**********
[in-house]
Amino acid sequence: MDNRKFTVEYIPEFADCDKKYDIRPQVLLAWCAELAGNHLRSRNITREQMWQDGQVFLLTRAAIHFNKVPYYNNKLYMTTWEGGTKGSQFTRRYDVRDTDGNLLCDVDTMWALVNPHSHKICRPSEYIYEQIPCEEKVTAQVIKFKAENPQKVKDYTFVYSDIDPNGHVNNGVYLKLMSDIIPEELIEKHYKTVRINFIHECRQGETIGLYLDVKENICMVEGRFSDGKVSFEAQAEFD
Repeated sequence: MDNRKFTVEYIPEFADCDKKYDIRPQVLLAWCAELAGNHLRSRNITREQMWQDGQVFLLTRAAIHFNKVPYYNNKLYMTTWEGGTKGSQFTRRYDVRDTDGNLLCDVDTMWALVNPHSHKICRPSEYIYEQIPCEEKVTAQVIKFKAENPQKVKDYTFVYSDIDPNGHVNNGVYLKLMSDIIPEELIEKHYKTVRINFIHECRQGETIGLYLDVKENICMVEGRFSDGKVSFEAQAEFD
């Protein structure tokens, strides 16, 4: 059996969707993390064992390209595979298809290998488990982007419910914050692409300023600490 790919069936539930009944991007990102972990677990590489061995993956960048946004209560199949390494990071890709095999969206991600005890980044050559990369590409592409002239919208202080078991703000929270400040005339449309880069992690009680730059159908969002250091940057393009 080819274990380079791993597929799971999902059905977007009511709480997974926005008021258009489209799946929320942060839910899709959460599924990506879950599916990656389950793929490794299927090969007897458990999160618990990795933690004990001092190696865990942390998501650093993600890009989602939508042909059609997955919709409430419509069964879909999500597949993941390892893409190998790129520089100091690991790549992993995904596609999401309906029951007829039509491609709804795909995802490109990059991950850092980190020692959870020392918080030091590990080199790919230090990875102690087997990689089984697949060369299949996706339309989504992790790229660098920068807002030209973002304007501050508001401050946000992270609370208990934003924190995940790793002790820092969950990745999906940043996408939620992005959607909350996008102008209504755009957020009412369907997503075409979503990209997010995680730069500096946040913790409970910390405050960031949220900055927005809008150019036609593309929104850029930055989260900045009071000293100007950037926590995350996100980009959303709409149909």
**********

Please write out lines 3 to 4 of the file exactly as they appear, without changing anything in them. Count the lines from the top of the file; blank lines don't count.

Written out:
Repeated sequence: MDNRKFTVEYIPEFADCDKKYDIRPQVLLAWCAELAGNHLRSRNITREQMWQDGQVFLLTRAAIHFNKVPYYNNKLYMTTWEGGTKGSQFTRRYDVRDTDGNLLCDVDTMWALVNPHSHKICRPSEYIYEQIPCEEKVTAQVIKFKAENPQKVKDYTFVYSDIDPNGHVNNGVYLKLMSDIIPEELIEKHYKTVRINFIHECRQGETIGLYLDVKENICMVEGRFSDGKVSFEAQAEFD
């Protein structure tokens, strides 16, 4: 059996969707993390064992390209595979298809290998488990982007419910914050692409300023600490 790919069936539930009944991007990102972990677990590489061995993956960048946004209560199949390494990071890709095999969206991600005890980044050559990369590409592409002239919208202080078991703000929270400040005339449309880069992690009680730059159908969002250091940057393009 080819274990380079791993597929799971999902059905977007009511709480997974926005008021258009489209799946929320942060839910899709959460599924990506879950599916990656389950793929490794299927090969007897458990999160618990990795933690004990001092190696865990942390998501650093993600890009989602939508042909059609997955919709409430419509069964879909999500597949993941390892893409190998790129520089100091690991790549992993995904596609999401309906029951007829039509491609709804795909995802490109990059991950850092980190020692959870020392918080030091590990080199790919230090990875102690087997990689089984697949060369299949996706339309989504992790790229660098920068807002030209973002304007501050508001401050946000992270609370208990934003924190995940790793002790820092969950990745999906940043996408939620992005959607909350996008102008209504755009957020009412369907997503075409979503990209997010995680730069500096946040913790409970910390405050960031949220900055927005809008150019036609593309929104850029930055989260900045009071000293100007950037926590995350996100980009959303709409149909």